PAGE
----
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I Forge Iron

Steve Shimanek

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About Steve Shimanek

  • Rank
    Senior Member

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  • Website URL
    oloteleforge.com

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  • Gender
    Male
  • Location
    American Samoa, Olotele Forge
  • Interests
    toolmaking, blades, blacksmithing

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  1. And then there are cowboy "horse shoers".....
  2. I don't know all that much, but my mentor is one if not the best farrier in Hawaii, and i went with him a lot and assisted on many of his visits....it never made sense to me (or him) when vets would cut ligaments to "cure" a horse....most vets are pretty limited in foot care knowledge it seemed.
  3. Heat is heat, beat is beat....if i could afford an induction machine, i would be all over it....I started using a charcoal forge, but found that propane was much easier, thus efficient. I would like to have a coal setup also, but due to logistics, have not done so yet. They all have their advantages and disadvantages.
  4. Heinrich, i have an A2 (I think) crucible, and the furnace is ready to go; i have access to unlimited scrap, so I probably won't mess with cans due to the low volume for work input and slag. I need to make some forms, and finish making my greensand. For water casting, i just need to make the ring to hold the canvas.
  5. You are farther along the curve than i am; i built my furnace over a year ago, and have yet to melt/cast anything yet. There is hope though; i just ordered some junk 90% silver coins and intend to make shibuichi ( a Japanese alloy of copper and silver) very soon. Good work!
  6. Heat and cleanliness were the keys that allowed me to figure out these processes. Too much or not enough of the first, and not enough of the second.
  7. Indeed; if it ever had one, it was lost when it was shortened (o suriage). Thanks very much.
  8. The rust on the nakago (tang) was excessive, so i used a couple hours of electrolysis to reduce and stabilize it with a decent result:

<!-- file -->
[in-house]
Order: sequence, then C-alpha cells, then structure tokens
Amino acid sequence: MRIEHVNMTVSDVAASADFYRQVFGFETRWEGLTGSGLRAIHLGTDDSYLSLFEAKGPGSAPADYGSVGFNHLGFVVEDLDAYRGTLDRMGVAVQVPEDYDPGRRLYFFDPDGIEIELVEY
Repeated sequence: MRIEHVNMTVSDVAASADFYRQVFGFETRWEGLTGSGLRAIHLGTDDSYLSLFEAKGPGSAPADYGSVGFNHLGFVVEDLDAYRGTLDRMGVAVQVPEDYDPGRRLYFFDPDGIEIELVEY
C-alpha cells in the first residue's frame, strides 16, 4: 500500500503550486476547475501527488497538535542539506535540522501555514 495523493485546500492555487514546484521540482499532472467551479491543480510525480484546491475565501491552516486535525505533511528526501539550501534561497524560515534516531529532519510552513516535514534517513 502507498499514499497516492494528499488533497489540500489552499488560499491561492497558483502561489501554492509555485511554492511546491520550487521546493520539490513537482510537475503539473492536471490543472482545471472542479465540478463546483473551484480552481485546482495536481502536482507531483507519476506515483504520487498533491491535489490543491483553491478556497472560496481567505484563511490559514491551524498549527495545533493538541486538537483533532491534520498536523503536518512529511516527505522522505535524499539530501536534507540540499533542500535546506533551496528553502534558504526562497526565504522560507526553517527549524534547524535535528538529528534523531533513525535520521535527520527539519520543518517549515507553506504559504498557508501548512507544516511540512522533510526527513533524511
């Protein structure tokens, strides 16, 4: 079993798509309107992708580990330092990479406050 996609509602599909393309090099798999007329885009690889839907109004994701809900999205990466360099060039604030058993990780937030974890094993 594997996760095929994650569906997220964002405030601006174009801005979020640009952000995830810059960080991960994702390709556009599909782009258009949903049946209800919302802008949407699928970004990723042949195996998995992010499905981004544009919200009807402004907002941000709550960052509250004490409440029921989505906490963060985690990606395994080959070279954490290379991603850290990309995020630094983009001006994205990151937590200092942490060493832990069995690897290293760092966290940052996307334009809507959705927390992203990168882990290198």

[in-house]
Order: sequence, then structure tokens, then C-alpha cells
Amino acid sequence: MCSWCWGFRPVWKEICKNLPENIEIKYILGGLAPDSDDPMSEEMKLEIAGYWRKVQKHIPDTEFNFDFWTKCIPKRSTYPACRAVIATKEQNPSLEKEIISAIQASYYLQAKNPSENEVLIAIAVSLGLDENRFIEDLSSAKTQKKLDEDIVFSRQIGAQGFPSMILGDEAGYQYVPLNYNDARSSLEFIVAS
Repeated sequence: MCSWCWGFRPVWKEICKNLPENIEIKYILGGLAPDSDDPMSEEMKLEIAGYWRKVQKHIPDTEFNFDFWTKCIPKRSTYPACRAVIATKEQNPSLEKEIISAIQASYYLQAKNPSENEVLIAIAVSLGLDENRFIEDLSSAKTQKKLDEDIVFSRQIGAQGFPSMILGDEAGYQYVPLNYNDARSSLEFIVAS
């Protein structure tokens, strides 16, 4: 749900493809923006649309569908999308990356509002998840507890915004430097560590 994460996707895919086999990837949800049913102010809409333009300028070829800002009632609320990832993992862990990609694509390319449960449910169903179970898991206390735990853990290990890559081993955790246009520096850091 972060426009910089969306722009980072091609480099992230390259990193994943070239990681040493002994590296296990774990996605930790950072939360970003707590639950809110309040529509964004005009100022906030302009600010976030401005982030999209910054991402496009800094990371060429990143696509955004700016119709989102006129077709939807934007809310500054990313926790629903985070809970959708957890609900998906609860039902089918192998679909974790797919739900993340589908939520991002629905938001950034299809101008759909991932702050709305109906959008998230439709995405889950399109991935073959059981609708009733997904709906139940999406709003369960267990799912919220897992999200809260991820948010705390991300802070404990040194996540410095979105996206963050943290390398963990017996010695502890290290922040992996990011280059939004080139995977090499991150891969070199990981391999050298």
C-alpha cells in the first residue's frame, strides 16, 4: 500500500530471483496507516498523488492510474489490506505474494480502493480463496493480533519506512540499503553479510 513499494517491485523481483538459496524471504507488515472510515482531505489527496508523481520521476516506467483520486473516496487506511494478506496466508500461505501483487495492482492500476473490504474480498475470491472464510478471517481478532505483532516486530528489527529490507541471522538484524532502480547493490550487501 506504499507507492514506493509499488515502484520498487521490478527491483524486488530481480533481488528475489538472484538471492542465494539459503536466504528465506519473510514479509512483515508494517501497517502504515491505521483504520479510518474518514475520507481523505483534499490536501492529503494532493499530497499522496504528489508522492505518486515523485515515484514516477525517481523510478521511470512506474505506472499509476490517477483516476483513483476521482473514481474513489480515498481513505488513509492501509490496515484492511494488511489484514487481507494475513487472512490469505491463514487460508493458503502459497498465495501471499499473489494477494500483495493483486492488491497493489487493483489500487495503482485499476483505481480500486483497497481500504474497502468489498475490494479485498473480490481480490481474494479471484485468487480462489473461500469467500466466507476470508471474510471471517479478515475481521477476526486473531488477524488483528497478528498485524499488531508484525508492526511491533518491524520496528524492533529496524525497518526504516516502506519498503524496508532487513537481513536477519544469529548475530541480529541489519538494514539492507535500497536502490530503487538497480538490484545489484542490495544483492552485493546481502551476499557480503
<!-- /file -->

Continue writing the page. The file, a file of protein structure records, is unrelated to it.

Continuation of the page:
9. In ancient times in japan, there were habaki made of iron, but since at least around 900 ad they have been made of copper, occasionally solid silver or gold, and sometimes covered with those materials. Tsuba were occasionally made by the swordsmiths, but this was not common, particularly from the later 1500s on. As TP and Pnut state, the various parts were usually made by specialists, even in Japan today. Western people like myself have limited access to these specialists (or the desire to pay for them) and so try to replicate their work, usually with limited success I will be making a habaki
  10. When I mentioned cannon fodder troops, i was referring to the Sengoku period in Japan in the 1500s; how it came to the US is unknown, but i think it likely it was captured in WW2 and was a GI bringback....as such, it would have been carried by an officer. The Japanese NCO swords were machine made from modern mill steel, not made traditionally as this sword was. Thanks for the comment.
  11. I would be in, but alas the plane ticket would prove costly.
  12. Bo T; there is a hamon and boshi (hardened tip and edge) on the sword, but it is difficult to see unless you know what to look for.....most hamon are more obvious, but this one may have faded from excess heat when it was abused by grinding, or never had much visual pop from the beginning when it was made...it is hard to say which. As to the lack of signature: is is possible that this sword was longer when it was made, and the signature was lost when it was shortened; or, it was never signed at all and was issued out of an armory for the cannon fodder troops; or, there may be a signature
  13. I do not think it is signed by a maker; either it is obscured by rust, signature was cut off when shortened, or it was never signed... when more rust is removed i will be able to see if there is a signature, but it is doubtful. My guess as to manufacture is posted above and is the best i can do currently.
  14. I am reminded of the story of my mentor, who had a traditional master smith come to his shop with only a hammer and chisel, and made every tool they needed for a week starting with that.
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